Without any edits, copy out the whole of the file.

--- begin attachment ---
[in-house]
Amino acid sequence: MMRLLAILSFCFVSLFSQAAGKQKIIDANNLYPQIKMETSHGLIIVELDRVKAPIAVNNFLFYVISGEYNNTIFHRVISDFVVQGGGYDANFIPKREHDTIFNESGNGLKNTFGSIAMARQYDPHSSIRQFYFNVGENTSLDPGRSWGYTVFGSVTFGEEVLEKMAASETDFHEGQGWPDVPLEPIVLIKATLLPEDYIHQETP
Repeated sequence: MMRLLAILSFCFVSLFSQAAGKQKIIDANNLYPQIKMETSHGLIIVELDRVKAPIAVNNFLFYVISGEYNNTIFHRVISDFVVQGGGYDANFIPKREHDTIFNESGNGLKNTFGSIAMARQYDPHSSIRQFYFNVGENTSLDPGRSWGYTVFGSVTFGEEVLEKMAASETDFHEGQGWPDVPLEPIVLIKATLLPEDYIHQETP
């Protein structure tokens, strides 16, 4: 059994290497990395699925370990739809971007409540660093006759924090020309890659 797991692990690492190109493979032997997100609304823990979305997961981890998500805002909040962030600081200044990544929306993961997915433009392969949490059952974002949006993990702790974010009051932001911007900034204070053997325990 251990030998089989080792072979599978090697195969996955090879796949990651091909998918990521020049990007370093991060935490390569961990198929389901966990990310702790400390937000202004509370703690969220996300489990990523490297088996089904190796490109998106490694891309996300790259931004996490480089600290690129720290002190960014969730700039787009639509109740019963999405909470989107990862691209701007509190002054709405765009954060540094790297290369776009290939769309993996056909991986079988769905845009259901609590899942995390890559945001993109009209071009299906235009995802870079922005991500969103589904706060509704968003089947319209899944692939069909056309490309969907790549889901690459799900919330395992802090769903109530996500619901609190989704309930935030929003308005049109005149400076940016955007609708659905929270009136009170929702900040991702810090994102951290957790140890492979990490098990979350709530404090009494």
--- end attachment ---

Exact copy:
[in-house]
Amino acid sequence: MMRLLAILSFCFVSLFSQAAGKQKIIDANNLYPQIKMETSHGLIIVELDRVKAPIAVNNFLFYVISGEYNNTIFHRVISDFVVQGGGYDANFIPKREHDTIFNESGNGLKNTFGSIAMARQYDPHSSIRQFYFNVGENTSLDPGRSWGYTVFGSVTFGEEVLEKMAASETDFHEGQGWPDVPLEPIVLIKATLLPEDYIHQETP
Repeated sequence: MMRLLAILSFCFVSLFSQAAGKQKIIDANNLYPQIKMETSHGLIIVELDRVKAPIAVNNFLFYVISGEYNNTIFHRVISDFVVQGGGYDANFIPKREHDTIFNESGNGLKNTFGSIAMARQYDPHSSIRQFYFNVGENTSLDPGRSWGYTVFGSVTFGEEVLEKMAASETDFHEGQGWPDVPLEPIVLIKATLLPEDYIHQETP
């Protein structure tokens, strides 16, 4: 059994290497990395699925370990739809971007409540660093006759924090020309890659 797991692990690492190109493979032997997100609304823990979305997961981890998500805002909040962030600081200044990544929306993961997915433009392969949490059952974002949006993990702790974010009051932001911007900034204070053997325990 251990030998089989080792072979599978090697195969996955090879796949990651091909998918990521020049990007370093991060935490390569961990198929389901966990990310702790400390937000202004509370703690969220996300489990990523490297088996089904190796490109998106490694891309996300790259931004996490480089600290690129720290002190960014969730700039787009639509109740019963999405909470989107990862691209701007509190002054709405765009954060540094790297290369776009290939769309993996056909991986079988769905845009259901609590899942995390890559945001993109009209071009299906235009995802870079922005991500969103589904706060509704968003089947319209899944692939069909056309490309969907790549889901690459799900919330395992802090769903109530996500619901609190989704309930935030929003308005049109005149400076940016955007609708659905929270009136009170929702900040991702810090994102951290957790140890492979990490098990979350709530404090009494």